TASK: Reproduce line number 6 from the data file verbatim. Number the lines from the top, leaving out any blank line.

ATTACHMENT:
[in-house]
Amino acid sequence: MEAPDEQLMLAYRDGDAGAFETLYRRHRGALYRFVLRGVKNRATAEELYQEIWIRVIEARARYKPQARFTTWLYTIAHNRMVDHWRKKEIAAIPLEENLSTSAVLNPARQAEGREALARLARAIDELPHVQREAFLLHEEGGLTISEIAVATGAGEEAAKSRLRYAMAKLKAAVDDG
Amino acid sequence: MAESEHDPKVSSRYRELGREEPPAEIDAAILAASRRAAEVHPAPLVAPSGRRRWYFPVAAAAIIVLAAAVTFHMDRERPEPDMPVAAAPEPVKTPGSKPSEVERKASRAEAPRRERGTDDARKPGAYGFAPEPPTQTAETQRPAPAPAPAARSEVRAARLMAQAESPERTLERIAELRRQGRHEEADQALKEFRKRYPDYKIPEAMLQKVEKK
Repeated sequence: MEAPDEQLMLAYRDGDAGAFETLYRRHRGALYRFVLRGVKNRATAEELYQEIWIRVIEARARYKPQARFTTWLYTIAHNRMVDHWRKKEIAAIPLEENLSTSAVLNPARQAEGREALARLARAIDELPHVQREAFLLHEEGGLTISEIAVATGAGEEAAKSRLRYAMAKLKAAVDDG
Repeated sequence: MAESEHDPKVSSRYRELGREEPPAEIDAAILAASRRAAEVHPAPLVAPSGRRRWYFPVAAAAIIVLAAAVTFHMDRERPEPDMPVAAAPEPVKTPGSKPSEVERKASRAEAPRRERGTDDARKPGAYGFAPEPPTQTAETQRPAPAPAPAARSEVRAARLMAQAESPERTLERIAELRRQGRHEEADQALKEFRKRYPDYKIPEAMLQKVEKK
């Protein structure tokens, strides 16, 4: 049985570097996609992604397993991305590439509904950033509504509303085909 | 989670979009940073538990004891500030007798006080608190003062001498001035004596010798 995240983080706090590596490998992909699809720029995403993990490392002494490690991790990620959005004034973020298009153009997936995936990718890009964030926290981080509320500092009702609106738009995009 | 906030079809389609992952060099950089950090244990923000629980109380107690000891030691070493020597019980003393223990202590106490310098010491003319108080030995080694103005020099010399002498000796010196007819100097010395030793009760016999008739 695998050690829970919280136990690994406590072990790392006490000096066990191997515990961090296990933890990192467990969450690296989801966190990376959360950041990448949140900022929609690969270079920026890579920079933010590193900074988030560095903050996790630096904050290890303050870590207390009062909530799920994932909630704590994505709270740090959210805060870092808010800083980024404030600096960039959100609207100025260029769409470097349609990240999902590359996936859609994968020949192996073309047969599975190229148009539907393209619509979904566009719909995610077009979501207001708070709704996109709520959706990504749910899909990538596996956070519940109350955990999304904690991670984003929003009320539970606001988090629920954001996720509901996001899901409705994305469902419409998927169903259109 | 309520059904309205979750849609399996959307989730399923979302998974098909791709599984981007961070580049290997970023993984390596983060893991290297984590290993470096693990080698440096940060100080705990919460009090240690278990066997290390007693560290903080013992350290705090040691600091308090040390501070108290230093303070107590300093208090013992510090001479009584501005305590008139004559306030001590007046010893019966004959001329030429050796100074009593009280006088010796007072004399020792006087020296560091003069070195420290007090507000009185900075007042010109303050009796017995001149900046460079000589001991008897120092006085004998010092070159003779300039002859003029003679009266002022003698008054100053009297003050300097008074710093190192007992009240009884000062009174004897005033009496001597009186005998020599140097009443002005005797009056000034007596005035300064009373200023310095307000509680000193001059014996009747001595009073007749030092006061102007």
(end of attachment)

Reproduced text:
């Protein structure tokens, strides 16, 4: 049985570097996609992604397993991305590439509904950033509504509303085909 | 989670979009940073538990004891500030007798006080608190003062001498001035004596010798 995240983080706090590596490998992909699809720029995403993990490392002494490690991790990620959005004034973020298009153009997936995936990718890009964030926290981080509320500092009702609106738009995009 | 906030079809389609992952060099950089950090244990923000629980109380107690000891030691070493020597019980003393223990202590106490310098010491003319108080030995080694103005020099010399002498000796010196007819100097010395030793009760016999008739 695998050690829970919280136990690994406590072990790392006490000096066990191997515990961090296990933890990192467990969450690296989801966190990376959360950041990448949140900022929609690969270079920026890579920079933010590193900074988030560095903050996790630096904050290890303050870590207390009062909530799920994932909630704590994505709270740090959210805060870092808010800083980024404030600096960039959100609207100025260029769409470097349609990240999902590359996936859609994968020949192996073309047969599975190229148009539907393209619509979904566009719909995610077009979501207001708070709704996109709520959706990504749910899909990538596996956070519940109350955990999304904690991670984003929003009320539970606001988090629920954001996720509901996001899901409705994305469902419409998927169903259109 | 309520059904309205979750849609399996959307989730399923979302998974098909791709599984981007961070580049290997970023993984390596983060893991290297984590290993470096693990080698440096940060100080705990919460009090240690278990066997290390007693560290903080013992350290705090040691600091308090040390501070108290230093303070107590300093208090013992510090001479009584501005305590008139004559306030001590007046010893019966004959001329030429050796100074009593009280006088010796007072004399020792006087020296560091003069070195420290007090507000009185900075007042010109303050009796017995001149900046460079000589001991008897120092006085004998010092070159003779300039002859003029003679009266002022003698008054100053009297003050300097008074710093190192007992009240009884000062009174004897005033009496001597009186005998020599140097009443002005005797009056000034007596005035300064009373200023310095307000509680000193001059014996009747001595009073007749030092006061102007």